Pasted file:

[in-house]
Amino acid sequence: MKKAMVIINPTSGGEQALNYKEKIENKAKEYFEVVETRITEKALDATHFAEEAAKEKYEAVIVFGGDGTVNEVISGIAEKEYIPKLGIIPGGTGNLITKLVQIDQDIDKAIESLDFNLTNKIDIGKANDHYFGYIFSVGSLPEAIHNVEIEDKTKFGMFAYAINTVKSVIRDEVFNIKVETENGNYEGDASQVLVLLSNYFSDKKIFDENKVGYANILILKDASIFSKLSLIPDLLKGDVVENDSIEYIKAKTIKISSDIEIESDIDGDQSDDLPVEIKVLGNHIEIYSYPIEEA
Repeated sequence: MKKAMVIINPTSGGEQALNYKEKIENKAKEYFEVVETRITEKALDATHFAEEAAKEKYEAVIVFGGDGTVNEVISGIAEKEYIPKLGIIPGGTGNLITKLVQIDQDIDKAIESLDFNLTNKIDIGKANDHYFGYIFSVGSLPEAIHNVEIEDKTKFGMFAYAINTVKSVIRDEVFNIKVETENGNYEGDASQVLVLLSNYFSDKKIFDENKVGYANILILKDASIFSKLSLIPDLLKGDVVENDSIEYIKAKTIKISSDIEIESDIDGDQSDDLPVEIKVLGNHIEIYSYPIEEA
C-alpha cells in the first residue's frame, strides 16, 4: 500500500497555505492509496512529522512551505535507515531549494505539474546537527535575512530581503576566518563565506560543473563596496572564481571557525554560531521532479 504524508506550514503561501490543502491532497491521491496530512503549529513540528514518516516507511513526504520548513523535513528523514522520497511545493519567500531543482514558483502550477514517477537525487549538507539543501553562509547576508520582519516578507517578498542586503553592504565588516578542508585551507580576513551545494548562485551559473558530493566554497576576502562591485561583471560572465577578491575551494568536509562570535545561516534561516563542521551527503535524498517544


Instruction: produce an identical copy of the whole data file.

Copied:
[in-house]
Amino acid sequence: MKKAMVIINPTSGGEQALNYKEKIENKAKEYFEVVETRITEKALDATHFAEEAAKEKYEAVIVFGGDGTVNEVISGIAEKEYIPKLGIIPGGTGNLITKLVQIDQDIDKAIESLDFNLTNKIDIGKANDHYFGYIFSVGSLPEAIHNVEIEDKTKFGMFAYAINTVKSVIRDEVFNIKVETENGNYEGDASQVLVLLSNYFSDKKIFDENKVGYANILILKDASIFSKLSLIPDLLKGDVVENDSIEYIKAKTIKISSDIEIESDIDGDQSDDLPVEIKVLGNHIEIYSYPIEEA
Repeated sequence: MKKAMVIINPTSGGEQALNYKEKIENKAKEYFEVVETRITEKALDATHFAEEAAKEKYEAVIVFGGDGTVNEVISGIAEKEYIPKLGIIPGGTGNLITKLVQIDQDIDKAIESLDFNLTNKIDIGKANDHYFGYIFSVGSLPEAIHNVEIEDKTKFGMFAYAINTVKSVIRDEVFNIKVETENGNYEGDASQVLVLLSNYFSDKKIFDENKVGYANILILKDASIFSKLSLIPDLLKGDVVENDSIEYIKAKTIKISSDIEIESDIDGDQSDDLPVEIKVLGNHIEIYSYPIEEA
C-alpha cells in the first residue's frame, strides 16, 4: 500500500497555505492509496512529522512551505535507515531549494505539474546537527535575512530581503576566518563565506560543473563596496572564481571557525554560531521532479 504524508506550514503561501490543502491532497491521491496530512503549529513540528514518516516507511513526504520548513523535513528523514522520497511545493519567500531543482514558483502550477514517477537525487549538507539543501553562509547576508520582519516578507517578498542586503553592504565588516578542508585551507580576513551545494548562485551559473558530493566554497576576502562591485561583471560572465577578491575551494568536509562570535545561516534561516563542521551527503535524498517544